Last October, when Taylor and Ally Condrin went looking for an apartment in the Issaquah area, the rental market seemed almost friendly. The young couple found a 3-bedroom, 2-bath unit that was advertised for $2,200, but the property manager was so eager to sign a lease that they got a free month’s rent.
What a difference a year makes. Today, identical units in the complex are renting for around $2,800, says Taylor, a 27-year-old who owns his own digital-marketing agency.
The Condrins were already on the fence about staying in the apartment — they’ve got a 5-month-old daughter now and wanted more room. But the rent increase “was the nail in the coffin,” Taylor says.
Their experience is hardly unique. Starting around last summer, much of the Seattle-King County market seemed to hit a pause in rent increases. So many new apartment buildings had come on line that supplies were finally catching up to demand. In dozens of neighborhoods, rents leveled off or actually began falling.
Between June 2017 and June 2018, according to Zillow, the median price across all rental properties — from apartments to rental homes — in King County fell by 0.5%, to $2,383. In Seattle, median rent fell by 1.5%, to $2,486, with the median 2-bedroom unit going for $2,100.
But that pause is now history. Aside from a few pockets of oversupply — found mostly in high-end neighborhoods such as Belltown and downtown Seattle — the regional rental market is swinging back in favor of landlords.
In Seattle as a whole, the median rental price across all properties in June was up 3.3% year over year, to $2,569, according to Zillow. In Bellevue, median rent climbed 3.9%, to $2,835, in the same period, while in King County, the median rent jumped 3.6% over last June, to $2,469.
The market “has digested that extra supply,” says Zillow economist Jeff Tucker, and nearly all the data indicates “that rents are starting a slow march back upward.”
What’s not clear yet is whether that slow march will continue, or whether the region will snap back to the torrid hikes of 2014-2016, when many neighborhoods in the region endured yearly rent increases of 10% and more.
Certainly, in some parts of the broader Puget Sound region, renters are already seeing substantial increases, and many didn’t even see much of a break in 2018. In Bremerton, median June rent was up 6.4% year over year, to $1,641, according Zillow. In Tacoma, it was up 6.7%. to $1,714, while Everett saw a 7.4% increase, to $1,935.
In tiny Sultan, on State Highway 2, June rents were up 7.7% over last year, to $1,887. “It’s ridiculous,” said Debbie Copple, executive director of the Sultan-based Sky Valley Chamber of Commerce. Rentals “are almost impossible to find — almost as soon as they come on the market, they’re snapped up,” she said, adding that the scarcity means landlords “can pretty much charge anything they want.”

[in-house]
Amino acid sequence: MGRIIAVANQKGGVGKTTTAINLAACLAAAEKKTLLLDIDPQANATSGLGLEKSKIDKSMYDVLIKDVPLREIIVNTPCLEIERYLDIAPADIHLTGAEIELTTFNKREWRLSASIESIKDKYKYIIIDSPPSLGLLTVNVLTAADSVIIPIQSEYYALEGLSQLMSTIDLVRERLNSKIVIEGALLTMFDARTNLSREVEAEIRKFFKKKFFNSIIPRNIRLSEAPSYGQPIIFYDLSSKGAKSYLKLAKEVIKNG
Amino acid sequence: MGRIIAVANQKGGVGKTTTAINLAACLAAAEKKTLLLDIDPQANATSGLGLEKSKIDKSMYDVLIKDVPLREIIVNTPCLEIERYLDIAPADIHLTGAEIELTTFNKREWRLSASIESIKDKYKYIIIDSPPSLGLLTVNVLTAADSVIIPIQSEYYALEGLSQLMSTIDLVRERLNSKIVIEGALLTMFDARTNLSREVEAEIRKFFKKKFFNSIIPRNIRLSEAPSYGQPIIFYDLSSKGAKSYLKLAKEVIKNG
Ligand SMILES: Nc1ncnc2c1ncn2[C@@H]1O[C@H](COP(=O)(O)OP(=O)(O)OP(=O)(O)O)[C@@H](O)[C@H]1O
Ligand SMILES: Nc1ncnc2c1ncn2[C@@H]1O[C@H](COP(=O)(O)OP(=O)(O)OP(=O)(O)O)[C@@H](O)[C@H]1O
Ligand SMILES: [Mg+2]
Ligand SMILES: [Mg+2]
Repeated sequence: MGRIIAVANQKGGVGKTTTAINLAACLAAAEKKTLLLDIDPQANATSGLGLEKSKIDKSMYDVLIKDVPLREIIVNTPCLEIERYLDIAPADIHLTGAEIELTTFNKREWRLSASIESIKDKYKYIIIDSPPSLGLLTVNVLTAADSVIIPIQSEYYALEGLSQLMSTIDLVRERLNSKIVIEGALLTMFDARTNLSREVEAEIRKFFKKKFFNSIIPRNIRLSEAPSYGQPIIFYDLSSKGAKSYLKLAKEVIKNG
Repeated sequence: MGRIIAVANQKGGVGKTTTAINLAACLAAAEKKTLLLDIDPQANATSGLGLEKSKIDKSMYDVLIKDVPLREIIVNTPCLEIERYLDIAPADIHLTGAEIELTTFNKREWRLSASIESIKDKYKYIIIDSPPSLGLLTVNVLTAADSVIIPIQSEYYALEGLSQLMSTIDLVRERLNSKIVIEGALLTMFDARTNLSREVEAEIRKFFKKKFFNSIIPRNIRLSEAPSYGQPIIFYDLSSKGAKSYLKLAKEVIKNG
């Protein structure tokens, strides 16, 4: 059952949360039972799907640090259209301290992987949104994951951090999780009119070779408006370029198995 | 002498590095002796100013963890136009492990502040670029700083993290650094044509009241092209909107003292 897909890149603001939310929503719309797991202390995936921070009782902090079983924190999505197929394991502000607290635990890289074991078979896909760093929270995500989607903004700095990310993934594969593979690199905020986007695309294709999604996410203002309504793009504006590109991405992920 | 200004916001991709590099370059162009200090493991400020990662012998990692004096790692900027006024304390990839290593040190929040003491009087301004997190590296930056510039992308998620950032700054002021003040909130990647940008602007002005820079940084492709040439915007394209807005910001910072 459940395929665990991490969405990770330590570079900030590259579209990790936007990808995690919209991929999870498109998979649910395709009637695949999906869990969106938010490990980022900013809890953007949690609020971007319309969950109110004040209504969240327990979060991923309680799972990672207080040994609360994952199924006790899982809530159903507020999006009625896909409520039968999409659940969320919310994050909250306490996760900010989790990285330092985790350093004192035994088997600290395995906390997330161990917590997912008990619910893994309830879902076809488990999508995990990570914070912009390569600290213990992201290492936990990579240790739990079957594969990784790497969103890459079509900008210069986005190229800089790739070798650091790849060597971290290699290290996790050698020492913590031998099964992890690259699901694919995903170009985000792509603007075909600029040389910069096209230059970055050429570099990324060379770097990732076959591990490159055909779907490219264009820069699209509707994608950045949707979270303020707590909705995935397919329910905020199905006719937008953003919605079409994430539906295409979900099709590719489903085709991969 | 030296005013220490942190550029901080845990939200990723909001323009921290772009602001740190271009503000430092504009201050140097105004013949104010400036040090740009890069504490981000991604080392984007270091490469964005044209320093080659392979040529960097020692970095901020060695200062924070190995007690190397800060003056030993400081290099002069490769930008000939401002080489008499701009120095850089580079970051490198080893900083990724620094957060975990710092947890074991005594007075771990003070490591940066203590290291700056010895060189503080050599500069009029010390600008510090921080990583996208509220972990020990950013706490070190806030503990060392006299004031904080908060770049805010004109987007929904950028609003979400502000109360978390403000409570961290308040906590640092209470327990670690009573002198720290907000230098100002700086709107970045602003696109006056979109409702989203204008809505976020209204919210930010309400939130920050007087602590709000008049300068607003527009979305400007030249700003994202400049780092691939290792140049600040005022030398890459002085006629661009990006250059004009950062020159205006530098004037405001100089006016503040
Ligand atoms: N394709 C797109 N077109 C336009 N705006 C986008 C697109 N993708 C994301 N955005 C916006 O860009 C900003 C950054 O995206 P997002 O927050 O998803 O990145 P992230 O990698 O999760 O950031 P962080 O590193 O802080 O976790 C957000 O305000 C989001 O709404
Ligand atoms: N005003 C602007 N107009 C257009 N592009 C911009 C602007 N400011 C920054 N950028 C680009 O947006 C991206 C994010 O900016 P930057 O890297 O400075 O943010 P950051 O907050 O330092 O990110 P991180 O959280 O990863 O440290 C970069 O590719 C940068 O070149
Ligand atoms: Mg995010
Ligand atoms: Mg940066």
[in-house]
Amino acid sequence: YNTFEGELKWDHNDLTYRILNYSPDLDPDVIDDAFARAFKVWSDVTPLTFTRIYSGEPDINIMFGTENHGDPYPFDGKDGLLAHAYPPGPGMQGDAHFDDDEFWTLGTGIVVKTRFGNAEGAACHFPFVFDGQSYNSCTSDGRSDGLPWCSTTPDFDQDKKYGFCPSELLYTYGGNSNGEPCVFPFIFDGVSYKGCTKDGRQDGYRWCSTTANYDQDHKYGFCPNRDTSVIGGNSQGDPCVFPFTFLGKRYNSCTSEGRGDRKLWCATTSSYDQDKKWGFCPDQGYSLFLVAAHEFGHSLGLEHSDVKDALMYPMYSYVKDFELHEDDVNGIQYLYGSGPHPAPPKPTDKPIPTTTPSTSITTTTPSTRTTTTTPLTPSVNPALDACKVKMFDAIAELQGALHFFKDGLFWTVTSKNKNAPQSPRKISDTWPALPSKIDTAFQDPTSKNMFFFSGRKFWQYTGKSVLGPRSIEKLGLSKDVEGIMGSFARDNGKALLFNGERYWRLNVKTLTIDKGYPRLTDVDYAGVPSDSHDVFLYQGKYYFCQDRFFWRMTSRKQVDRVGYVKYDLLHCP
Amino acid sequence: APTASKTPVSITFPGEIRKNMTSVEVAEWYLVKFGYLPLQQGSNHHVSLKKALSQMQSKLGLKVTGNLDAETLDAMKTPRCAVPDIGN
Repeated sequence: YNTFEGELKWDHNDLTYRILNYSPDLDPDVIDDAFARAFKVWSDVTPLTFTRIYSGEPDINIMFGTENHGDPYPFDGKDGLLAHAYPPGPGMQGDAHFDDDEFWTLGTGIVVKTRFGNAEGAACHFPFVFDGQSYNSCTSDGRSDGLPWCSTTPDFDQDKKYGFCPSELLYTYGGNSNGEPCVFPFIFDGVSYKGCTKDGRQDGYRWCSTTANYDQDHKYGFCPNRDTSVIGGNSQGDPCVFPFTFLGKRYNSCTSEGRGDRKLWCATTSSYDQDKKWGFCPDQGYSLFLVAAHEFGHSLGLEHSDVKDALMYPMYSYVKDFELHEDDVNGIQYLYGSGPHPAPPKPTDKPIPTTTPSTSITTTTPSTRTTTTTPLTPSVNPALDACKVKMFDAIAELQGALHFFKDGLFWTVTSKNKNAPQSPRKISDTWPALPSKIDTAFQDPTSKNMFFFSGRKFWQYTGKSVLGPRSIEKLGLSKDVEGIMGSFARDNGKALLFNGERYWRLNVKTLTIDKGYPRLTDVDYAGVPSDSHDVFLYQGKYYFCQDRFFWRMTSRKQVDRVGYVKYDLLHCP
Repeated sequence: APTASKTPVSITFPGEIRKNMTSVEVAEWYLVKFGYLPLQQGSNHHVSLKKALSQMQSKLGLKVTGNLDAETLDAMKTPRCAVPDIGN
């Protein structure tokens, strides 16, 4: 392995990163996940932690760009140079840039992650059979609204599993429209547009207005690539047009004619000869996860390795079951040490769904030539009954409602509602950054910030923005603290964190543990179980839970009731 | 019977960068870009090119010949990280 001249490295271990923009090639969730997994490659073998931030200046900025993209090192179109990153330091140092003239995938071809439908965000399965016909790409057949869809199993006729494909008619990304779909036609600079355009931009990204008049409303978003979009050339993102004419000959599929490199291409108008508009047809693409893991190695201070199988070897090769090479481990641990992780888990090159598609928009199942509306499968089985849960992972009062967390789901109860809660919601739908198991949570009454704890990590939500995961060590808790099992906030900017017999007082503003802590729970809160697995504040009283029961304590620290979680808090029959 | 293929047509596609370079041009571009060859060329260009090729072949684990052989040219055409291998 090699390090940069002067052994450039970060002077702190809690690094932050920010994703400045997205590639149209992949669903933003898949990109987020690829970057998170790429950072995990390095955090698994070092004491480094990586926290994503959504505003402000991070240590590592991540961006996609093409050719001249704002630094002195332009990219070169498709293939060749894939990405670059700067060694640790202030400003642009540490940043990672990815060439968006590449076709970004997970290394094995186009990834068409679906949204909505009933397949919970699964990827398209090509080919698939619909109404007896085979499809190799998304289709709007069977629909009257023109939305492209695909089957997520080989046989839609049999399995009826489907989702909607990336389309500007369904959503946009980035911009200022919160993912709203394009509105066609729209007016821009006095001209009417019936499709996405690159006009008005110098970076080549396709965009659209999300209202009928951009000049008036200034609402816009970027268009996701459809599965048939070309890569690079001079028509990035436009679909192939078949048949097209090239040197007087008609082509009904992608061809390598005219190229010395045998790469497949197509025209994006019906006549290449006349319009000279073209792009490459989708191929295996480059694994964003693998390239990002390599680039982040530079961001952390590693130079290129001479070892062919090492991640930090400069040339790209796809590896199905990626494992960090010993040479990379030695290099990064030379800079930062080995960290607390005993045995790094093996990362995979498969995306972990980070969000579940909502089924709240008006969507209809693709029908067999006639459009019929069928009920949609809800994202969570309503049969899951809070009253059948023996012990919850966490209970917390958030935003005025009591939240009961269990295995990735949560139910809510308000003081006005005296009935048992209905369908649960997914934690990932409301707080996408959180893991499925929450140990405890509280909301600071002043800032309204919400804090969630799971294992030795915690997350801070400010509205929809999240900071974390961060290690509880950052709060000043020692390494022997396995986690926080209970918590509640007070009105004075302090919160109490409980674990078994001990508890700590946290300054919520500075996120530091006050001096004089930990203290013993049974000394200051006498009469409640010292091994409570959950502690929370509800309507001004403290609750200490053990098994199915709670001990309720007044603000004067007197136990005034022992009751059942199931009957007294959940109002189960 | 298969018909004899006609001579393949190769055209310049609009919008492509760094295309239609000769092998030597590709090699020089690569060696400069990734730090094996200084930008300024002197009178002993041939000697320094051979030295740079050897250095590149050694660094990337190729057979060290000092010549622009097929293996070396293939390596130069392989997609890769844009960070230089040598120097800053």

Whether Seattle and close-by cities follow suit depends on several factors, experts say.
One is how quickly apartment builders can keep bringing new apartments onto the market.
According to RealPage, a housing market data firm, as of June, Seattle had 19,345 apartment units in the construction pipeline, the fifth most of any city in the United States. But that’s a 19% decline from June 2018, when 24,000 apartment units were under construction, according to RealPage.
The bigger unknown is demand. There’s increasing evidence that last year’s dip in rents wasn’t just about new supply: Demand also appears to have tapered. Data from RealPage shows that the number of newly occupied, or “absorbed,” rental units during the first half of 2018 was down 19% from the same period in 2017.
That echoes census data showing that in 2018, for the first time this decade, more people left King County than moved here from within in the U.S. Similarly, 2018 marked the second annual decline in the number of driver’s licenses issued to new King County residents from out of state, according to an analysis by The Seattle Times.
And, significantly, 2018 also saw a sharp drop-off in completions of office space, which is often an indicator of expected job growth (the average employee represents 150 square feet of office space) and, by extension, housing demand.
In 2018, Seattle got 1.3 million square feet of new office space, which is roughly half of what the city averaged for each of the three prior years, according to the Seattle office of CBRE, a commercial real estate services and investment firm.
But that lull in demand is over. CBRE estimates that Seattle will see 3.3 million square feet of new office space in 2019 and another 2.8 million square feet in 2020.
Apartment absorption rates have also recovered, rising by 42% in the first half of 2019 over the same period in 2018, according to RealPage.